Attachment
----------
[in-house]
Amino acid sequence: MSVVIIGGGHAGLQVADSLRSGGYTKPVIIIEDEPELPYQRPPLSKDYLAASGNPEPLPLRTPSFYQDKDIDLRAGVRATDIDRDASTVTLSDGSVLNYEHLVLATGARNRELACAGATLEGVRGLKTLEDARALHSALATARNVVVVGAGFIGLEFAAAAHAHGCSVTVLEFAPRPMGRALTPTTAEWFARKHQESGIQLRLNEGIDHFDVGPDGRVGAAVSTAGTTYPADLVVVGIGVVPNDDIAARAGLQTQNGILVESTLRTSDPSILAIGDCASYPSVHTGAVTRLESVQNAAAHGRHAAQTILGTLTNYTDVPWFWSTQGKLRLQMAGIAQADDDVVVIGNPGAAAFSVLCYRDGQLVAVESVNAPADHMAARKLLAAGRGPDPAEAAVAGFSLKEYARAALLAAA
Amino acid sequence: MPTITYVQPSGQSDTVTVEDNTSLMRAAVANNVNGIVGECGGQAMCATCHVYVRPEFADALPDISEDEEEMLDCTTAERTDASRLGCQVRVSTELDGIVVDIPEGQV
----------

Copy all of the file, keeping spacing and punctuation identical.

[in-house]
Amino acid sequence: MSVVIIGGGHAGLQVADSLRSGGYTKPVIIIEDEPELPYQRPPLSKDYLAASGNPEPLPLRTPSFYQDKDIDLRAGVRATDIDRDASTVTLSDGSVLNYEHLVLATGARNRELACAGATLEGVRGLKTLEDARALHSALATARNVVVVGAGFIGLEFAAAAHAHGCSVTVLEFAPRPMGRALTPTTAEWFARKHQESGIQLRLNEGIDHFDVGPDGRVGAAVSTAGTTYPADLVVVGIGVVPNDDIAARAGLQTQNGILVESTLRTSDPSILAIGDCASYPSVHTGAVTRLESVQNAAAHGRHAAQTILGTLTNYTDVPWFWSTQGKLRLQMAGIAQADDDVVVIGNPGAAAFSVLCYRDGQLVAVESVNAPADHMAARKLLAAGRGPDPAEAAVAGFSLKEYARAALLAAA
Amino acid sequence: MPTITYVQPSGQSDTVTVEDNTSLMRAAVANNVNGIVGECGGQAMCATCHVYVRPEFADALPDISEDEEEMLDCTTAERTDASRLGCQVRVSTELDGIVVDIPEGQV